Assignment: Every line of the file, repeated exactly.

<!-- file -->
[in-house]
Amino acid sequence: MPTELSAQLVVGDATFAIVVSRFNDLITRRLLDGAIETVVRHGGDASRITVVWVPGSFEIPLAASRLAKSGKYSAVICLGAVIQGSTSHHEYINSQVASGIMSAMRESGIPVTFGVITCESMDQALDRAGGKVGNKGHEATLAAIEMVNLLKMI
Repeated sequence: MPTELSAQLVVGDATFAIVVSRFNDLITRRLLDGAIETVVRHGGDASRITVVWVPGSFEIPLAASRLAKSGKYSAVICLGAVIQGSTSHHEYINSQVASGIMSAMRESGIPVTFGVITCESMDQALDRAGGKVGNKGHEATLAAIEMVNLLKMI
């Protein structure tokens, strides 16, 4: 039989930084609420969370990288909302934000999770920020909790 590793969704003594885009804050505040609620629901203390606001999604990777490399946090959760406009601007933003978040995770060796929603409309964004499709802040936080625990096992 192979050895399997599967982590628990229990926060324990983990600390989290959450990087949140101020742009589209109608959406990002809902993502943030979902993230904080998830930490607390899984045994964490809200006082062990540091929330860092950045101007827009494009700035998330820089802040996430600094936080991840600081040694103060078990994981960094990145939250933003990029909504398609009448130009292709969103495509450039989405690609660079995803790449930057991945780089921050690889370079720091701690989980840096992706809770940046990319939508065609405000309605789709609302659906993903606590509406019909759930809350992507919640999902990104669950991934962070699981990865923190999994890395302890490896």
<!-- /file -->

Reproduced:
[in-house]
Amino acid sequence: MPTELSAQLVVGDATFAIVVSRFNDLITRRLLDGAIETVVRHGGDASRITVVWVPGSFEIPLAASRLAKSGKYSAVICLGAVIQGSTSHHEYINSQVASGIMSAMRESGIPVTFGVITCESMDQALDRAGGKVGNKGHEATLAAIEMVNLLKMI
Repeated sequence: MPTELSAQLVVGDATFAIVVSRFNDLITRRLLDGAIETVVRHGGDASRITVVWVPGSFEIPLAASRLAKSGKYSAVICLGAVIQGSTSHHEYINSQVASGIMSAMRESGIPVTFGVITCESMDQALDRAGGKVGNKGHEATLAAIEMVNLLKMI
């Protein structure tokens, strides 16, 4: 039989930084609420969370990288909302934000999770920020909790 590793969704003594885009804050505040609620629901203390606001999604990777490399946090959760406009601007933003978040995770060796929603409309964004499709802040936080625990096992 192979050895399997599967982590628990229990926060324990983990600390989290959450990087949140101020742009589209109608959406990002809902993502943030979902993230904080998830930490607390899984045994964490809200006082062990540091929330860092950045101007827009494009700035998330820089802040996430600094936080991840600081040694103060078990994981960094990145939250933003990029909504398609009448130009292709969103495509450039989405690609660079995803790449930057991945780089921050690889370079720091701690989980840096992706809770940046990319939508065609405000309605789709609302659906993903606590509406019909759930809350992507919640999902990104669950991934962070699981990865923190999994890395302890490896």